Damien Echols has spent his entire adult life — the past 18 years — on death row for a crime he didn't commit, as one of the West Memphis Three convicted of brutally murdering three 8-year-old boys in 1993. The latest documentary chronicling Echols' struggle, "West of Memphis," chronicles the tireless work that led to the release of Echols, Jason Baldwin and Jessie Misskelley. But as Echols explains, that work is far from over.
My first reaction after seeing this film was that I didn't want to interview you, that I'd rather you and your wife just be left alone.
Thank you. This is f---ing miserable. I've done 23 interviews, two photo shoots and a press conference in one day. And we've been on the road for two and a half months now doing this, and it's f---ing miserable. It's having to talk about the thing that you hate most in the world over and over and over and over. You don't ever get a chance to rest, you don't ever get a chance to heal. It's like constantly having the wounds ripped back open. And the worst part of all is how you don't even have a personality. People see you and they don't even see a human being. They see this case. They see the West Memphis Three, like I'm not even an individual. Like we're the Three Stooges. I'm Moe, Jason is Larry and Jessie Misskelley is Curly, and that's what they want to force you to be forever. West Memphis Three, what the hell is that? It sounds like a rap group or something.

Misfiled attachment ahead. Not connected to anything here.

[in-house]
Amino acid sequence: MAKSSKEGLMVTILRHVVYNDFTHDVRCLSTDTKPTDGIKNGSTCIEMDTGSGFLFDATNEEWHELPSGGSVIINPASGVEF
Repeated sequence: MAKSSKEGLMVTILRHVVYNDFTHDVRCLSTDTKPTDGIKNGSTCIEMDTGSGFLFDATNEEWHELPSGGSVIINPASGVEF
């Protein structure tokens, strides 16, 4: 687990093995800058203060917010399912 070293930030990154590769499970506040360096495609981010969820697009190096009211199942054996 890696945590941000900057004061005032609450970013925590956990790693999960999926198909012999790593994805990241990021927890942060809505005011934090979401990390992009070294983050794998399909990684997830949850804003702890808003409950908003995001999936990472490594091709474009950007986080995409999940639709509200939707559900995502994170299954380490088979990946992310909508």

You pretty much went right from prison to promoting the movie?
This whole last year has been like a frantic scramble to try to build some sort of a foundation that we can have a life on. And in a lot of ways it's been kind of hellish, just trying to... oh gosh, I can't even describe it. But in a way it's like a necessary evil for us because we have to keep doing this. If we want to be exonerated, if we want the person in prison that belongs in prison and we want the people who did this to us held responsible, we have to keep talking about this or it's never going to happen. They'll sweep this under the rug and forget about it. They're hoping we'll fade away. We have to let them know, "We're not going anywhere until you do the right thing."
Do you see this film as a chance to make your case in the court of public opinion?
That's what we've been telling people. When you sit down and watch it, you're watching the case we would've presented had we gone into court.
What's after all of this for you? What are you looking forward to?
Resting. I mean, my long-term goals, what I want to do, what I want to be, the thing that I'm most passionate about is meditation and energy work. It's what helped me survive so long in prison. So I'd like to have a small meditation center somewhere in the town where we live where I can pass that along to people who feel like they have a need for something like that in their lives, who want something to help them through hard times and bad situations. That's what I love, that's what's meaningful to me.
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